Gang Rapists On Trial

Justin King 2012

The second of four Pittsfield defendants – Justin A. King – charged with gang raping a University of Massachusetts student is scheduled to start today following a last-minute slate of motions argued in Hampshire Superior Court last week.

Defendant Emmanuel Bile was tried and convicted in March and has begun serving an 8- to 10-year state prison sentence.  Adam T. Liccardi and Caleb Womack are due to be tried in that order after King.

King, 21, Liccardi, 20, Bile, 21, and Caleb Womack, 20, were each charged with raping the student in Pierpont Dormitory on Oct. 13, 2012, according to

The judge in the King rape trial told the lawyers for both sides Friday that she will question the jury. On Friday, Hampshire Superior Court Judge Bertha D. Josephson told defense lawyer Terrence Dunphy and prosecutor Jenifer Suhl that she would conduct a “voir dire” of the jurors as they are seated.

The additional questioning is made possible by an order of the Massachusetts Superior Court handed down in February. The ruling allows lawyers to gather more information from prospective jurors, but judges still have the discretion to question the jurors themselves during the enrolling of a jury, writes

(Updated article)

MSNBC Coverage Of Boston Bomber Dzhokhar Tsarnaev Receiving Death Penalty


A jury has decided to sentence Dzhokhar Tsarnaev to the death penalty by lethal injection for his role in the 2013 Boston Marathon bombing.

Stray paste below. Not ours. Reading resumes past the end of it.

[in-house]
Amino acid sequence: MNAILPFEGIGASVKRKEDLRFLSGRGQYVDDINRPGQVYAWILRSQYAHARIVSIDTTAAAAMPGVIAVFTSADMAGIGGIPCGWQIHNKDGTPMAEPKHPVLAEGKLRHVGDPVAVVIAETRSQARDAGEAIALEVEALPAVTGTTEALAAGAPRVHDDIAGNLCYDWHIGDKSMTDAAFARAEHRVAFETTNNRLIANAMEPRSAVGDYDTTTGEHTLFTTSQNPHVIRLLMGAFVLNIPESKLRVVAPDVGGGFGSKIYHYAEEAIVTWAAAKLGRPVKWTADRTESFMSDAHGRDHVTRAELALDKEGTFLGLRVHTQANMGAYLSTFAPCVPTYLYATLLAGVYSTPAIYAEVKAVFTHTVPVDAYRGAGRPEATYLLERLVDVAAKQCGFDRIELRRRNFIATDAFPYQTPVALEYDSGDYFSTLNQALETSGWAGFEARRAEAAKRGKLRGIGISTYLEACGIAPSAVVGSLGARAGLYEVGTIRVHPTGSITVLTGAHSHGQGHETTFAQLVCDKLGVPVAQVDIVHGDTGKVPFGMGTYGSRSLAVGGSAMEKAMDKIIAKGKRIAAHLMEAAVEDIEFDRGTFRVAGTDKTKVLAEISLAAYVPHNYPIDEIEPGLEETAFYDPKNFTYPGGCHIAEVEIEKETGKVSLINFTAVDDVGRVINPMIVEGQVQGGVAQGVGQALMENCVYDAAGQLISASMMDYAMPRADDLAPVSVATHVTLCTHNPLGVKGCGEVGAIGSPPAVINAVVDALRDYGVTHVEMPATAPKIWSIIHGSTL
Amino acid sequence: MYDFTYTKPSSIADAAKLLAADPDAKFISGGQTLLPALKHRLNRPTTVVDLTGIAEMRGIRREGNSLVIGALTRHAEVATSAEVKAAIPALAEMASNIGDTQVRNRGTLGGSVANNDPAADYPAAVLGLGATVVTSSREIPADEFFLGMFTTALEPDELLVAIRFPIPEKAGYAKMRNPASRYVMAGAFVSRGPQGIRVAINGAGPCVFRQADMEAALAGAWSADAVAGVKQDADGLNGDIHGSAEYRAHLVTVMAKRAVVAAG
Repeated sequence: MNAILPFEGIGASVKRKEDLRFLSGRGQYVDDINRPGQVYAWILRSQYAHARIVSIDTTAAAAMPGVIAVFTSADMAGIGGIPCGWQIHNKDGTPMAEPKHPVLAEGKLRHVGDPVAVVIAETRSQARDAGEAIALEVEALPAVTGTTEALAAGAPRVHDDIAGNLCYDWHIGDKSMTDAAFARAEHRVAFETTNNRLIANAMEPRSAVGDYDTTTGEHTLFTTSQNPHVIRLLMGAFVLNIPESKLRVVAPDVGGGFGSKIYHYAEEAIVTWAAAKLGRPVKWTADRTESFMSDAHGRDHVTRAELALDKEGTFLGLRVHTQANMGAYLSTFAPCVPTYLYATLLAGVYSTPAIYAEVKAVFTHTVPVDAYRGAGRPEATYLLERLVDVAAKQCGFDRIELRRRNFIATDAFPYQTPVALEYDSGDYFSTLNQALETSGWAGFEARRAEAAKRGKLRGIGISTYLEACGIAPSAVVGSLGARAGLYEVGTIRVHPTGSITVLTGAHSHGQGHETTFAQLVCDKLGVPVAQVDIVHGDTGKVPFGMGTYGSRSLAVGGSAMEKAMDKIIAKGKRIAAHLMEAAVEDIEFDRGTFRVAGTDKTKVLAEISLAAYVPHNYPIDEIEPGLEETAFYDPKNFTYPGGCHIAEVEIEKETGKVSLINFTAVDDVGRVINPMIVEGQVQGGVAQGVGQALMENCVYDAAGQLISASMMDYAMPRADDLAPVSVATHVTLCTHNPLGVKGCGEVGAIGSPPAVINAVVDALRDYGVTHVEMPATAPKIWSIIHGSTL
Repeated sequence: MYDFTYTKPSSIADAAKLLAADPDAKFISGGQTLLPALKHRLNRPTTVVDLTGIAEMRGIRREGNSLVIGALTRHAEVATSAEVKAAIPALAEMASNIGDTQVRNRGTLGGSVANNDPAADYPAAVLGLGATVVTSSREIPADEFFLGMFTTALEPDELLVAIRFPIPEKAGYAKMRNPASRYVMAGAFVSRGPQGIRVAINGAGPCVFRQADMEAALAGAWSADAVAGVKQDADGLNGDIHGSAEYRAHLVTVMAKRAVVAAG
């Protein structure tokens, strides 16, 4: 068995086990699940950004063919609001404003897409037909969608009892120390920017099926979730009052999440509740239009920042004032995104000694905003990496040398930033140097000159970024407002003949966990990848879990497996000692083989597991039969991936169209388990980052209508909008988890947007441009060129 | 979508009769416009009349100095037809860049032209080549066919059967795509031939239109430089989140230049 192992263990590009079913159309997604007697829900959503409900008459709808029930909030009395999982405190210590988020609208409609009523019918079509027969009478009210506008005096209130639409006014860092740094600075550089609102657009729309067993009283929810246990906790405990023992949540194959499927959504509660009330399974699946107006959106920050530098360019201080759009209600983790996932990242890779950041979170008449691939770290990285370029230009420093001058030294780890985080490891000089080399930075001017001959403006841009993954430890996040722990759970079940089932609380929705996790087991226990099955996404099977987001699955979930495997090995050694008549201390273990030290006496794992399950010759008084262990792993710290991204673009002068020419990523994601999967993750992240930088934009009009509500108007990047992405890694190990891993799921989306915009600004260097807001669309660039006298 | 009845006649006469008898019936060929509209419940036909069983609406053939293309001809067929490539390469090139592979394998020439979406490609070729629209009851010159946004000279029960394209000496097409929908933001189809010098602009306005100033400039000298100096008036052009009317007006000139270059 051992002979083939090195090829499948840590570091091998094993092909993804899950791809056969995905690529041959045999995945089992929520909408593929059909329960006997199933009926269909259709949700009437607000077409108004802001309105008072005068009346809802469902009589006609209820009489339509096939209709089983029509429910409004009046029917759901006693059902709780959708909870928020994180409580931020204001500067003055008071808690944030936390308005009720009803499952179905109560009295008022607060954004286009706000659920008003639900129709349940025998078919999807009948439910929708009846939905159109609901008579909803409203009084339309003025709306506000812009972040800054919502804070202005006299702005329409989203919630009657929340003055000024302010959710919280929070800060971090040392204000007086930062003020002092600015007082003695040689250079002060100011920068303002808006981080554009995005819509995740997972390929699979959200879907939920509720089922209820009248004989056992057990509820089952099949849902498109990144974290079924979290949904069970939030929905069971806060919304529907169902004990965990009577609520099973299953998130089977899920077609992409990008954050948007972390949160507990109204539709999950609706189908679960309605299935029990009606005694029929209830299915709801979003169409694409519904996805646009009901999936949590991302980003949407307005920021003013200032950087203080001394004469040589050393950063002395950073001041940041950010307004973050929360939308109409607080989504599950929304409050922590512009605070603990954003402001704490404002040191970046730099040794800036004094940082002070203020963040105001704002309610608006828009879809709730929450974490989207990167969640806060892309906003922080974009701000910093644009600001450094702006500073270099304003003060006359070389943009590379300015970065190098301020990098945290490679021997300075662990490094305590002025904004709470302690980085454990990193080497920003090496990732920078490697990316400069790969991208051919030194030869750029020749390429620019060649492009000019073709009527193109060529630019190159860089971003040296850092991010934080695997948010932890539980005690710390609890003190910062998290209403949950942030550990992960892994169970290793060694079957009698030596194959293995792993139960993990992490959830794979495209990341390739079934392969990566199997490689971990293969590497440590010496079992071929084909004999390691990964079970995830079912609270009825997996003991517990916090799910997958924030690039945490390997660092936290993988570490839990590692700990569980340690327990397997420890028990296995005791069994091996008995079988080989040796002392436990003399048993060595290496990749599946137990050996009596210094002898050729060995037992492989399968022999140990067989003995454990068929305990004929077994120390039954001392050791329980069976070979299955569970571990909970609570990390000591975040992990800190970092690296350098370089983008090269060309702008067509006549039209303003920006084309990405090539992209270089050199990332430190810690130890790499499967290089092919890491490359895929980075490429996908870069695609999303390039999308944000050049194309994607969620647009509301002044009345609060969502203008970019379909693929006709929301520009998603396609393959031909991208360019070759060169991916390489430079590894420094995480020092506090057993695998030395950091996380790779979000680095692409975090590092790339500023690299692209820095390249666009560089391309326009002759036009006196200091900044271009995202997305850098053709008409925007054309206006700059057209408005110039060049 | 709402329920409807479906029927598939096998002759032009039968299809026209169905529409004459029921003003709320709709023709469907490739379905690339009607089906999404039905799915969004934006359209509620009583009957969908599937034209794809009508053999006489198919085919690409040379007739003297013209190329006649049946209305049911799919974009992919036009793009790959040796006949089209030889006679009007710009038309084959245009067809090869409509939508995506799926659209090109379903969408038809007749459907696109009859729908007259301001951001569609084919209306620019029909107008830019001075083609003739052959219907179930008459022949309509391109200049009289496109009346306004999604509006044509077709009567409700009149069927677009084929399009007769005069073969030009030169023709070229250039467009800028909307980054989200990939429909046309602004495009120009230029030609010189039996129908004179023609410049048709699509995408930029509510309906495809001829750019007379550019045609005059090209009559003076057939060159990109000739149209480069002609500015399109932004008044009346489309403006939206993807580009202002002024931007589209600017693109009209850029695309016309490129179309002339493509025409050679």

Three people were killed and 260 were injured when Tsarnaev and his brother placed bombs at the finishing line of the Boston Marathon in 2013, writes BBC News.

Tsarnaev is likely to be moved to a federal prison in Terre Haute, Indiana, but there may be years worth of appeals of the verdict.

Mother Of NFL Star Aaron Hernandez Apologizes To Mother Of Murder Victim

One day after Aaron Hernandez began serving his sentence of life in prison for the crime of murder, the former New England Patriot’s mother is directing her comments to the mother of murder victim Odin Lloyd, WCBV News reports.

“As mother to mother, I’m very sorry. I don’t know what happened, but I’m very sorry for all this,” Terri Hernandez told Ursula Ward, according to the Boston Herald.

She said Ward was “a great woman, nice and caring.”

When told of what Terri Hernandez said, Ms. Ward replied that she said all she will say outside the courthouse, when she expressed forgiveness.

Tsarnaev Defense: ‘He Did It’

sketch of the defendant Dzhokhar Tsarnaev  and attorney Judy Clarke

“He did it.”

Judy Clarke is the lawyer representing Dzhokhar Tsarnaev – the survivor, and younger of two brothers accused of perpetrating the bomb attacks on the Boston Marathon in 2013.  She is not an ordinary defense attorney, claims The Guardian.

It was not a standard opening statement for a defense attorney to give regarding her client.  However, this is not a run-of-the-mill criminal trial, either; it is a huge federal trial, carrying a possible death sentence – the most high-profile trial of a terrorist on US soil since the Oklahoma City bomber, states The Guardian.

Clarke has specialized in saving the lives of clients like Tsarnaev for her whole career.  And she is, friends and colleagues told the Guardian, phenomenally good at it.

She has become an expert in the delicate tactics needed to take someone who is seen in the eyes of the world as a monster, and humanize them – just enough to convince a jury to save their life.